The worsened on Thursday with more workers joining strikes as part of the eighth day of mobilisation against the government’s unpopular labour reforms.
Unofficial estimates on early Thursday evening suggested at least 5,143 out of the 12,000 petrol stations in the country were without fuel or running low.
With over 40 percent of petrol stations affected by shortages it was becoming harder and harder to get fuel.
Maps produced by the smartphone app Essence show how the crisis has spread across the country in recent days. Compare the map below of the number of petrol stations running out of fuel on Thursday compared to the Monday (second map below).
(Petrol stations with shortages on Thursday)
(The same map on Monday)
Local authorities around the country have been forced to impose caps on the amount of petrol drivers can purchase, with most limits set at 20 litres.
However authorities in Brittany lifted the rule on limits on Thursday, thanks to the fact that supplies had got through to petrol stations.
The French government continued to take firm action against strikers blockading oil refineries and depots.
On Wednesday, watched by 80 striking workers, riot police used water cannons to move burning tyres blocking access to a key oil depot in Douchy-les-Mines near the Belgian border that had been in place since last Thursday.
The Prime Minister Manuel Valls said more refineries and depots would be “unblocked” in the coming days.
But five out of the country’s eight oil refineries were still hit by strike action on Thursday with the government admitting it had been forced to dip into its strategic reserves.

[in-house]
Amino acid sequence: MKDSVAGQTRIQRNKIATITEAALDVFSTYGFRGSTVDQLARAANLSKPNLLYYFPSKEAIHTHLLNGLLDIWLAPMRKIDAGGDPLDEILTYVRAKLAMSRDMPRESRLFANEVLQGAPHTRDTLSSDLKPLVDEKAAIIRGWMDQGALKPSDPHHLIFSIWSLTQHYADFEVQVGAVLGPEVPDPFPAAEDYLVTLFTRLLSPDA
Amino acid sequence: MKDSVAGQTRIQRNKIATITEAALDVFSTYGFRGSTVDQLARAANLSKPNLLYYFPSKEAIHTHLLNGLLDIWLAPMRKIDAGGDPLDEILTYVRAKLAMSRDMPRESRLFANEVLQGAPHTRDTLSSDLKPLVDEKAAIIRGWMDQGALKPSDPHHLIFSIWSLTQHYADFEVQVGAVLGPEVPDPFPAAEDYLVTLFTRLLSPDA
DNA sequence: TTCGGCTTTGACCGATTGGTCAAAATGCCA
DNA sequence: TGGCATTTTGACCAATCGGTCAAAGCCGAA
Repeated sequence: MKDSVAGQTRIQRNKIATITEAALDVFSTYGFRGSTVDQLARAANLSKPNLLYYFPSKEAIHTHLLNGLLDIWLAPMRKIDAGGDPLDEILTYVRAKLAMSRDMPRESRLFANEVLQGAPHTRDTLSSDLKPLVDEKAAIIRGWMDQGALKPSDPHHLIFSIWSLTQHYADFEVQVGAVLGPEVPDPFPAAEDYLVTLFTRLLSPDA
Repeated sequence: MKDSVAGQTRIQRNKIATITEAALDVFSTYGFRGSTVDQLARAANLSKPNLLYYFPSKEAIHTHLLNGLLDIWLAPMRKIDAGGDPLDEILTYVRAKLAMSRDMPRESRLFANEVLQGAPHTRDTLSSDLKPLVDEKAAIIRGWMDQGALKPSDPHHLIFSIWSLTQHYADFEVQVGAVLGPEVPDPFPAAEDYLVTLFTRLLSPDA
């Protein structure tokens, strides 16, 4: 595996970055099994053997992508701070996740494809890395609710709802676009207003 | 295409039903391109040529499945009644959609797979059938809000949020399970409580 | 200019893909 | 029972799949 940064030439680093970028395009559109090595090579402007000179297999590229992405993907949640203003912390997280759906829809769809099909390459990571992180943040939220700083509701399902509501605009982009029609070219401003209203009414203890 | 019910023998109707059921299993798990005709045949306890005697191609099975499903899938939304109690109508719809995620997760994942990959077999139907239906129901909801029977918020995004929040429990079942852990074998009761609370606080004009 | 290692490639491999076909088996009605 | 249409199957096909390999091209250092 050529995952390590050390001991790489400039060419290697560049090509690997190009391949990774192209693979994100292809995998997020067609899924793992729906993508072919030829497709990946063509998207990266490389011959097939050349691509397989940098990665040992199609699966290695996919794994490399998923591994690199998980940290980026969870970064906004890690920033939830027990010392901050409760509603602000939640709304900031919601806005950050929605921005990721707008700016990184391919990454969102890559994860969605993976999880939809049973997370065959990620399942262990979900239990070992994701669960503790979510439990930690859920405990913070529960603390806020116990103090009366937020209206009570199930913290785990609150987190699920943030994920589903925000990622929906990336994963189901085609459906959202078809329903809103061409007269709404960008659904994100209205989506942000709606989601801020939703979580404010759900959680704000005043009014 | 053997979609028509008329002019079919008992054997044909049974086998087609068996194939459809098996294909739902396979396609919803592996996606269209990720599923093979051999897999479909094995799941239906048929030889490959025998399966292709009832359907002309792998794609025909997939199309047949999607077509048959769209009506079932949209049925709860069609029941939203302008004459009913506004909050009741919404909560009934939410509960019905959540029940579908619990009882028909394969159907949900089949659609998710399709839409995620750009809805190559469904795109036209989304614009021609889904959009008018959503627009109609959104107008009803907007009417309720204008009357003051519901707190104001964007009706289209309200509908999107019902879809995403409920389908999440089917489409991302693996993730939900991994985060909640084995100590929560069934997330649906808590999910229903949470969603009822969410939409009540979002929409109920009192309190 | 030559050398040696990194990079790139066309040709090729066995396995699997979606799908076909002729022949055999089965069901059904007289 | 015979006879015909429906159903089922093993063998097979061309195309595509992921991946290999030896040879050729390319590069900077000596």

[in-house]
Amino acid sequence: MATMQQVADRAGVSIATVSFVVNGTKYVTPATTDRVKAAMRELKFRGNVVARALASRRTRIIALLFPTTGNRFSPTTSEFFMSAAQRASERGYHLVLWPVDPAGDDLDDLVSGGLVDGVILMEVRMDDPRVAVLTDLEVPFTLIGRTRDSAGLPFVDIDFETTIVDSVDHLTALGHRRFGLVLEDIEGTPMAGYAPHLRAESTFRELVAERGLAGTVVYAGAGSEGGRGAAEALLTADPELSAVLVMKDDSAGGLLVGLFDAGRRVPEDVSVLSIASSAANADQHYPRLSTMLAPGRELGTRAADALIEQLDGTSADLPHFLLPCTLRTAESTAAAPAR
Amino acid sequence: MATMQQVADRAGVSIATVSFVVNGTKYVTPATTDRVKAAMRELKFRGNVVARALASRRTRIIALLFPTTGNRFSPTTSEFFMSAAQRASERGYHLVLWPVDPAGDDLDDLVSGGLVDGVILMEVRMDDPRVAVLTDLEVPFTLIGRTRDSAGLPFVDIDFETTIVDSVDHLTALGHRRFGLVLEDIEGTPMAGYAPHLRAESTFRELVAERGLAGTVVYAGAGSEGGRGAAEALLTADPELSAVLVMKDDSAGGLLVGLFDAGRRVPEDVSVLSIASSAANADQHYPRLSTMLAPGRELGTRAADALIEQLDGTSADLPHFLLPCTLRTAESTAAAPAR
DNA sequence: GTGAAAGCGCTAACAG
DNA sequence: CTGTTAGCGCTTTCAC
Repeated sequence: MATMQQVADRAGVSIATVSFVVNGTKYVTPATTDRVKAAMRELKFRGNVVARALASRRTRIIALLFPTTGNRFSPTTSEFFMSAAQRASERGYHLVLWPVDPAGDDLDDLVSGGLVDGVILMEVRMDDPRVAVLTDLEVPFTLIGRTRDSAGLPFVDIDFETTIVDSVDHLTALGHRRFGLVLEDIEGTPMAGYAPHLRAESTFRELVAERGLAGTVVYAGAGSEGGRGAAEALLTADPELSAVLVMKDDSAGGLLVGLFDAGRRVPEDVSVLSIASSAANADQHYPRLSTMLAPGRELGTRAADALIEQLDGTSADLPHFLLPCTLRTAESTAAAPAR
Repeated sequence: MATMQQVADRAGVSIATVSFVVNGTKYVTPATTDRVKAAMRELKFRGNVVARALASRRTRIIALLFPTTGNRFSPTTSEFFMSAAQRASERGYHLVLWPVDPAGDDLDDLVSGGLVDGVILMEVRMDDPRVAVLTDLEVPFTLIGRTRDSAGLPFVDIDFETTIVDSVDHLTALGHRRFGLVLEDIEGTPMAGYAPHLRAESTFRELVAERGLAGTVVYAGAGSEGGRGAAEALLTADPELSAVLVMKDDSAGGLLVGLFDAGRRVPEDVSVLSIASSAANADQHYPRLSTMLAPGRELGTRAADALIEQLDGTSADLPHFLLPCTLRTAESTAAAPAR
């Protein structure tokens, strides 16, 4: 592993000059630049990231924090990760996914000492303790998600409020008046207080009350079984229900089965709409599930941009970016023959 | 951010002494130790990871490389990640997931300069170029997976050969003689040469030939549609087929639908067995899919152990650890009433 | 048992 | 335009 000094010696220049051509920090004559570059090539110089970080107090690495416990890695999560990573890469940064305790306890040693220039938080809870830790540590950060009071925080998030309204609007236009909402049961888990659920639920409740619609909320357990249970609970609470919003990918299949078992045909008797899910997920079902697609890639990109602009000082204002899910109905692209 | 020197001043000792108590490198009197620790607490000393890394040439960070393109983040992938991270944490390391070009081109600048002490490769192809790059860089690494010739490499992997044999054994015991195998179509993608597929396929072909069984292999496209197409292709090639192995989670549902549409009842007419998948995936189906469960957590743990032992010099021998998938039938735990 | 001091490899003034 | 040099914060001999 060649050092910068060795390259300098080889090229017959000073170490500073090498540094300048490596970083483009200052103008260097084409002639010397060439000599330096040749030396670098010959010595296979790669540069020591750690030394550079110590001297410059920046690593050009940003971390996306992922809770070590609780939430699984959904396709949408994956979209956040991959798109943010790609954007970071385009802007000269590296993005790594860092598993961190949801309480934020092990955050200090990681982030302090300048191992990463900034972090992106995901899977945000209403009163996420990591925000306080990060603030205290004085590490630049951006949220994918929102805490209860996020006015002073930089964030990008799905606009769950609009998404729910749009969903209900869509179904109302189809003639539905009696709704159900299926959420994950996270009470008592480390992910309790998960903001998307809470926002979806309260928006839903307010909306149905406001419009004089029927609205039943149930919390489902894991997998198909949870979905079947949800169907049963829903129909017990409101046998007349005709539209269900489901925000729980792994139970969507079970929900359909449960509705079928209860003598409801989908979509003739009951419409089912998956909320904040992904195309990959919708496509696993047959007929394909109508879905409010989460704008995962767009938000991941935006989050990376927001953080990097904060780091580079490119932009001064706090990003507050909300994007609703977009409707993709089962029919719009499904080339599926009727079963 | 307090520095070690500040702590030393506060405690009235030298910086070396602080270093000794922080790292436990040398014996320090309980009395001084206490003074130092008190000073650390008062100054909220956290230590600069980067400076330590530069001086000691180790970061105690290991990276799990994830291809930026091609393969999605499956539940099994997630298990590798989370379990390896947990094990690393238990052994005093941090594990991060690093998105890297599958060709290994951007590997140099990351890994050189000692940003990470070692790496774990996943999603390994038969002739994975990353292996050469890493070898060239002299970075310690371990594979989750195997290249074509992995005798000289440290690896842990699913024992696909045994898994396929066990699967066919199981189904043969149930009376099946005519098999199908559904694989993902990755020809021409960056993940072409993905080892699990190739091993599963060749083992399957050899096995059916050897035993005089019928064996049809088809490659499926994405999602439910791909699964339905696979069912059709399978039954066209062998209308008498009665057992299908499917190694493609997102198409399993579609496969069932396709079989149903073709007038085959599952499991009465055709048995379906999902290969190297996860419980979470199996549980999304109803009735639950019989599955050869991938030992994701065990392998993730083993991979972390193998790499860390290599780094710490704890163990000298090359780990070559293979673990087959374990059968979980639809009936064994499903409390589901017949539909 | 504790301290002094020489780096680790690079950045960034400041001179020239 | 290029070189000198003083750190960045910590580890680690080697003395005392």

CGT leader Philippe Martinez has vowed to continue the action until the labour legislation is withdrawn.
And polls suggest that despite the disruption to motorists, much of the French public back the strikers.
Queuing for petrol at a Total station in Paris, motorist Benjamin, who lives in Saint-Lô, told The Local: “I’ve already been waiting for 35 minutes. I need petrol to get home because I live 400km from here. I support the strikes. The government is at fault. I’m not irritated by those protesting.”
On Wednesday an opinion poll suggested a majority of French people would like to see the labour reforms bill scrapped if it meant the strikes and the blockages came to an end.
However on Thursday morning the embattled Prime Minister Manuel Valls insisted the bill would not be withdrawn.
“The withdrawal of the bill would show its impossible to govern. This country is dying from its inability to reform,” he said.
Valls did however suggest the government would be open to modifying the reform, again.